Is this the longest comic you’ve ever made?
God yes. I’m up to page 42 now and still have another 20+ pages left. The longest single story I’d ever made before was a minicomic called King for Day in 2011, which ended up being 24 pages—and that took me a year to complete. On the other hand, there’s my 2002 book, Curbside Boys, which was actually conceived as a graphic novel, i.e. a complete story with a beginning, middle and end, but it was done in short one-strip chapters as a biweekly newspaper feature over five years. Working in that format I could kind of trick myself into completing a book one page at a time, each being a little chapter unto itself, with that every-two-weeks deadline. I’ve since noticed that many pages of Marry Me have that same feel: being a one-page strip that forms into a larger work—which is probably a result of my newspaper comic strip training. And that’s fine with me, I like a good comic mosaic.
Are you thinking about and working on Marry Me in one-page chunks? Did you write them or initially think of them in that way? Or did they just work out that way as you’ve made them?
I think it’s just kind of working out that way. I’m thinking more and more about each page as its own stand-alone drawing. I never used to think of my comics that way. I think this is because of how I work now: really slowly, trying to make every page just as sincere as it can be. I just finished page 40 a few weeks ago and it’s a simple looking page, just showing John and I talking, but I was so happy with it. I had originally written out all this text, blah blah blah, and as I began to draw it, I started throwing out all the narration, which just made everything simpler and more truthful. Everyone always says to cartoonists: “Show, don’t tell,” but hey, guess what, sometimes exposition is necessary. But nowadays I try to keep it to a bare minimum. If you read my 2002 book Curbside Boys, I was still in the throes of my Lynda Barry influence, using a lot of narrative, ofttimes too much narrative.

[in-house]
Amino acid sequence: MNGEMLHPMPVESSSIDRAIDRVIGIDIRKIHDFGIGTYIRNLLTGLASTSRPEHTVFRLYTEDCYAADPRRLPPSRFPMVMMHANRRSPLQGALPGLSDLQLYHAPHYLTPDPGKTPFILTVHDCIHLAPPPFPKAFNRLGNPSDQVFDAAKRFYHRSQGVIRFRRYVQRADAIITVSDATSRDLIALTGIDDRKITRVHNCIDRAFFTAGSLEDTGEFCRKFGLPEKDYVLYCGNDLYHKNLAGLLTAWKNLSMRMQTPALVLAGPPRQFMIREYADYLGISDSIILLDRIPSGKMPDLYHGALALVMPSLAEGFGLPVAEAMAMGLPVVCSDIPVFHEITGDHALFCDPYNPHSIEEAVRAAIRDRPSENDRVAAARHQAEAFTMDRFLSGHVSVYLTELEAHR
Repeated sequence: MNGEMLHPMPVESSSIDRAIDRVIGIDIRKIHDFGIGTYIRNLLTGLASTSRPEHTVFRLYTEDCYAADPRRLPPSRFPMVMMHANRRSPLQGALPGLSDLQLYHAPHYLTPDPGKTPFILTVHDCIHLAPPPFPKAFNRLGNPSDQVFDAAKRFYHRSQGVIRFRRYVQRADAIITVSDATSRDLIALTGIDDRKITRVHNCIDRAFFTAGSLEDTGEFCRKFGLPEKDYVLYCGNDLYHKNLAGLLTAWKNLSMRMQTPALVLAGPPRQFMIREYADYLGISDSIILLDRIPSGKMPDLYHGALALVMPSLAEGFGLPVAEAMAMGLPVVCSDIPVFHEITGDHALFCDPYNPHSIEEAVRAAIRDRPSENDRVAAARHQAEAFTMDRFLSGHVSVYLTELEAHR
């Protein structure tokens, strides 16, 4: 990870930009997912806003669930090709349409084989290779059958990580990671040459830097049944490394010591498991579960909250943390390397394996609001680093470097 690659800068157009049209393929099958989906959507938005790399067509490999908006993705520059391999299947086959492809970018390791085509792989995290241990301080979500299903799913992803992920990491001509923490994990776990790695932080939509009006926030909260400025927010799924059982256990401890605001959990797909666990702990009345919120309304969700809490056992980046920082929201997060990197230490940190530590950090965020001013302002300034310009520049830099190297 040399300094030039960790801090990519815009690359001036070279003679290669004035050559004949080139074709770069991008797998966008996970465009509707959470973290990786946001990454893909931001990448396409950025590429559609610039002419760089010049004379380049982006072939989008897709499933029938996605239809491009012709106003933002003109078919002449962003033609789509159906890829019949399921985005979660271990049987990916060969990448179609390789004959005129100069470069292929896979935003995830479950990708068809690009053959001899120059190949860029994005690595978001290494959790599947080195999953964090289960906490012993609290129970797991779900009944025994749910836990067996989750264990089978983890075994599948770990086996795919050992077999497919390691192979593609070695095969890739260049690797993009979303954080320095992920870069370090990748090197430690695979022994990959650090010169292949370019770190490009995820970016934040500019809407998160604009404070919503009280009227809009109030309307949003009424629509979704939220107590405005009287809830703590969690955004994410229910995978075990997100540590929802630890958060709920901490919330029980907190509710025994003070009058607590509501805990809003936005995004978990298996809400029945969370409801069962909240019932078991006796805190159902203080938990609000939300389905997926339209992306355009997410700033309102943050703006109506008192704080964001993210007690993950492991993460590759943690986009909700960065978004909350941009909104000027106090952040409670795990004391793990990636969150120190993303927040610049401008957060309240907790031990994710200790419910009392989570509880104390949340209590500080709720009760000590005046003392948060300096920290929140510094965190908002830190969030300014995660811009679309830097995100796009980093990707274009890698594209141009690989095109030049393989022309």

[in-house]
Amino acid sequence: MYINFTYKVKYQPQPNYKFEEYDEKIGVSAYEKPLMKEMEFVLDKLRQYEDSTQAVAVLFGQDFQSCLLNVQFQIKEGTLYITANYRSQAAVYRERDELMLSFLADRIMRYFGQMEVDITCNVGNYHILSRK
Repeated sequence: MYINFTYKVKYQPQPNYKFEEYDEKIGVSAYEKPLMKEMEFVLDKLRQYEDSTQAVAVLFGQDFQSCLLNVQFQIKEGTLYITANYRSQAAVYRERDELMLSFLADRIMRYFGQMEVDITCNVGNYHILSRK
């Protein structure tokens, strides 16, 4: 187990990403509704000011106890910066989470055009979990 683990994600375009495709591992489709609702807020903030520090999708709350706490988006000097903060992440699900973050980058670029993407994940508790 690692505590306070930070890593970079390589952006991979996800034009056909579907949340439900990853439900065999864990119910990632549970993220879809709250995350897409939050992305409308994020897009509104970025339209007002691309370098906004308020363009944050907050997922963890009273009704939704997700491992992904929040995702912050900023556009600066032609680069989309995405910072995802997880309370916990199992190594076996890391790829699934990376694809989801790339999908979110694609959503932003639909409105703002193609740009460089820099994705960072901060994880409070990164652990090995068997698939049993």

So much of your work has been shorter comics, what made you want to make a graphic novel now?
I don’t know – insanity? At heart I’m really much more of a short-form cartoonist. Long stuff is a lot harder because you have to sustain your energy and drive for a quite a stretch. I’ve always been a completist sort of person, I don’t like things being open-ended and inconclusive for a super long time. So that’s been hard. I have found it expedient to stop for some good stretches of time, sometimes unfortunately for even several months. Which causes me great stress. Mimi Pond once wrote that to make a graphic novel you just have to really want it. Aside from the fact that queer marriage is a very interesting topic to write and draw about, I guess I really just want to have this under my belt.
It sounds like for you, one of the reasons to make a graphic novel was just the challenge of it. To do something you’ve never done before. I often say that most artists may not be competitive with each other, but they’re very competitive with themselves.
Yes, I would say that the challenge was part of it. But even moreso, I very much want to create at least one more solo book, and Marry Me struck me as my perfect vehicle. It’s been so long since Curbside Boys was published.
What interested you in telling this story? You’ve mentioned about being unromantic, so I’m curious about the appeal and interest for you.
Again, examining the institution of marriage not only for how it impacts me and my spouse personally but also its broader cultural implications. There’s this one central conflict for queer people in that we have always been outside of the mainstream, and that can be freeing in a lot of ways. You know, we can make it up as we go along, we can be cultural outlaws. So, what are we sacrificing by embracing the norm, what is lost, what is gained? I like to think that anytime I write about something that I’m looking at it from a broader view than just about me and my situation. Not always true, but that is the ideal!
I’m actually romantic at heart, deep down, in my introverted way. I can’t help it though: highly public, extravagant declarations of romance generally make me cringe.
Being a romantic is an interesting thing. I’m also an introvert and a lot of the things I’ve been told are romantic I don’t want any part of. I think I’m romantic, even if no one else does.
Romance is so much more than it is presented as. Making John a coffee and taking care of him in tiny little ways like that is romantic to me. While he’s driving and has to come to a sudden stop and we lurch forward, he always instinctually extends his right arm in front of me, to protect me. That’s really romantic to me. Like creativity, romance takes many forms, it doesn’t need a lot of bells and whistles and thousands of dollars spent on engraved invitations and elaborate floral arrangements.
If I’m honest, when I think about the work and headaches of most weddings, it’s the most unromantic thing I know. Though I am single and have never married.